• “Role-playing in which a character, not just a social role, is played.
  • The activity takes place in a fictional reality shared with others. Breaking that fictional reality is seen as a breach in the play itself.
  • The physical presence of at least some of the players as their characters.”

In this sense, “larping” happens at most larp events, while it can also exist at non-larp events (Harviainen cites re-enactment, bibliodrama, and other activities). It is unfortunate that instead of choosing a neutral name for this universal behavior, we call it larping. This use of language subtly undermines identity: “Sure, your events are not larps. But you are still larping.”

As we identify more and more activities as larps, and create a new category for “those larps that are not aware that they are larps,” we are imposing our language and terminology on these independently established fields. History shows that this could lead to the suppression, undermining, and erasure of their origin, tradition, and identity. And this is not just an unconscious bias, it is a decade-old open agenda, called larpification: “Call it larp and others will follow” (Raasted 2012).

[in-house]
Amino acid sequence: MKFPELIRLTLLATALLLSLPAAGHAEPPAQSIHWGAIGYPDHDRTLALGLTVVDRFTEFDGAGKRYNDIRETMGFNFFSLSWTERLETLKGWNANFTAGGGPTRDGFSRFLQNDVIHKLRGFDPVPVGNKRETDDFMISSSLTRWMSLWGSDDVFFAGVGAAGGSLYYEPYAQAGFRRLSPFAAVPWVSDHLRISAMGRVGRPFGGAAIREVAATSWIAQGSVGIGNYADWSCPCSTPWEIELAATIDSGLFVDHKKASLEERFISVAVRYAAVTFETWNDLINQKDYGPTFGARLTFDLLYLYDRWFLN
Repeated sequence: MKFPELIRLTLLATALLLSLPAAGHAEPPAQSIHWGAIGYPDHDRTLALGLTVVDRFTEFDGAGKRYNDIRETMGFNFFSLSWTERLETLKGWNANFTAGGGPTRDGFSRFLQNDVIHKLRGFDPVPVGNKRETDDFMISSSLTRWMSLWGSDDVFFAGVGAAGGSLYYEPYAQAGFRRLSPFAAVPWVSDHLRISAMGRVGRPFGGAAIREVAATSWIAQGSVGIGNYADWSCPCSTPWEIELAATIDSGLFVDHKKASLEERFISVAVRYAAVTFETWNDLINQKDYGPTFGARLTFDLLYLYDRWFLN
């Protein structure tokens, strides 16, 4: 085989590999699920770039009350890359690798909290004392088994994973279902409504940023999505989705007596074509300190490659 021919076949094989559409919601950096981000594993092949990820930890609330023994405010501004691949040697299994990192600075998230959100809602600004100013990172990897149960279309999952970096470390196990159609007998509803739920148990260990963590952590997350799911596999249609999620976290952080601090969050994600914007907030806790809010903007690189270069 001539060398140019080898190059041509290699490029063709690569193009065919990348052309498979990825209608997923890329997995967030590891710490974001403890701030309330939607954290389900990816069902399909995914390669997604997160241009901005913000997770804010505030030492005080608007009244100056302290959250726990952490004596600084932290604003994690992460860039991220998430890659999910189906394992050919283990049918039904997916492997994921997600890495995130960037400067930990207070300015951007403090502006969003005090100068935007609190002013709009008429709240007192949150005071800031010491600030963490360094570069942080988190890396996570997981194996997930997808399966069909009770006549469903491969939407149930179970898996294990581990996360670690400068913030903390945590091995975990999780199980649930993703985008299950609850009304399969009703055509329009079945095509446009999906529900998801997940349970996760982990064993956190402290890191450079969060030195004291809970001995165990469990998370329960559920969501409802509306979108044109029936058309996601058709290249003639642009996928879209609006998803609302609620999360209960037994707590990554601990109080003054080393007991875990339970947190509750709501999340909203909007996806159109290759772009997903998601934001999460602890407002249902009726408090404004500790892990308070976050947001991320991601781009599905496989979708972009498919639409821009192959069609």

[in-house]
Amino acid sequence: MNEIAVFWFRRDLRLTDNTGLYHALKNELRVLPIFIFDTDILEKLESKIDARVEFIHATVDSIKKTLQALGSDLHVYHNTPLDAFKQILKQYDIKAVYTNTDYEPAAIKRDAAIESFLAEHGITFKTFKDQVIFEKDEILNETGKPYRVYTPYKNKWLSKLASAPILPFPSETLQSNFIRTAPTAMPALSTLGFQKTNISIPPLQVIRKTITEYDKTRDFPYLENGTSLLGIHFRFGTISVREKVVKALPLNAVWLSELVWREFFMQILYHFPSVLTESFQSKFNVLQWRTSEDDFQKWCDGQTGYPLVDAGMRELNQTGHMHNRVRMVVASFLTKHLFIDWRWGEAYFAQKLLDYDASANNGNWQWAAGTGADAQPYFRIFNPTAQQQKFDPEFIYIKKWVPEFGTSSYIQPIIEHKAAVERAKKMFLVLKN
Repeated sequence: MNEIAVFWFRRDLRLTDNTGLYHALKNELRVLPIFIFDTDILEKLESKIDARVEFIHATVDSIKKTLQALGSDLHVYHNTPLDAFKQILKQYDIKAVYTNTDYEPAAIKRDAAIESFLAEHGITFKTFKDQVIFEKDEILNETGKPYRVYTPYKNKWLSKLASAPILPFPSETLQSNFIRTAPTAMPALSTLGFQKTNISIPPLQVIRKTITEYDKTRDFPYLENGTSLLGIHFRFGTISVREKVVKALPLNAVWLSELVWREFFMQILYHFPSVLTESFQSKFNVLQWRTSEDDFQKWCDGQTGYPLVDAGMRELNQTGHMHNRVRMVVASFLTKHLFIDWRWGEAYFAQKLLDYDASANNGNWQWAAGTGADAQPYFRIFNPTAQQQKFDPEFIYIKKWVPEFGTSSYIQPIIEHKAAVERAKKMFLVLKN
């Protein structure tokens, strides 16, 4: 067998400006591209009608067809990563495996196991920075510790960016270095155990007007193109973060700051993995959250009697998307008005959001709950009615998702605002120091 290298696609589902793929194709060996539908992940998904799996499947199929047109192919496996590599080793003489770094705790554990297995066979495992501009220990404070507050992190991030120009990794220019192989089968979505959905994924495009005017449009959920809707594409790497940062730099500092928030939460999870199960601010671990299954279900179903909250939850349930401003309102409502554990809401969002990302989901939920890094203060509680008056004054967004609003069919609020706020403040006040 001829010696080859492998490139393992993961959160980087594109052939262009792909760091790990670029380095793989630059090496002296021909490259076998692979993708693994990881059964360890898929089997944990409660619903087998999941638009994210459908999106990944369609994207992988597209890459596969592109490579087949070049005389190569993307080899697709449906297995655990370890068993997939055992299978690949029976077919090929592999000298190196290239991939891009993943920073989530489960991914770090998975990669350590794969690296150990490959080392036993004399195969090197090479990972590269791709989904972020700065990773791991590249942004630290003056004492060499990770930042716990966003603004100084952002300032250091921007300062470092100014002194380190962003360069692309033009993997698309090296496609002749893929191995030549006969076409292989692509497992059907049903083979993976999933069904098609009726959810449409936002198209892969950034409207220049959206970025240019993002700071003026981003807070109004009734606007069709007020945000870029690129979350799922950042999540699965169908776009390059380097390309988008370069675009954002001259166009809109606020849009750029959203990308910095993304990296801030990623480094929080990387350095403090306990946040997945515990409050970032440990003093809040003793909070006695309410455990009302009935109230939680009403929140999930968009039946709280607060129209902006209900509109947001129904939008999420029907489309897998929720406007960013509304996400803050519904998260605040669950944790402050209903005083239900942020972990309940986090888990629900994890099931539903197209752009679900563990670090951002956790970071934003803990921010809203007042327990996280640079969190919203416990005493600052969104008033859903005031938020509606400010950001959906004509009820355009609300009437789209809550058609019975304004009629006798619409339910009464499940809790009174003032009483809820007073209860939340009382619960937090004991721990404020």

Larp as a super-umbrella term has caused confusion and mental harm. At least to me, a role-player with multiple backgrounds in the above-mentioned activities. Larpers often behave like embodied personality-playing had been an uninhabited virgin soil discovered first by them. I find it profoundly unjust that they trample over other traditions while attempting to emancipate the meaning of larp in the public discourse. This is why I always find myself on the defensive at larp theory events, if I dare to speak: which is frustrating. 

While I do not suggest that changing our insider language usage is the most pressing issue in the process of furthering equity, diversity, and inclusion, I propose that cross-activity umbrella terms should be as neutral and analytic as possible to minimize linguistic and cultural oppression. Simply speaking, we should not use larp or larping to describe things outside of our domain.

It’s good that the larp scene is constantly pushing its own boundaries, but it should not try to do so by conquering or colonizing its neighbors.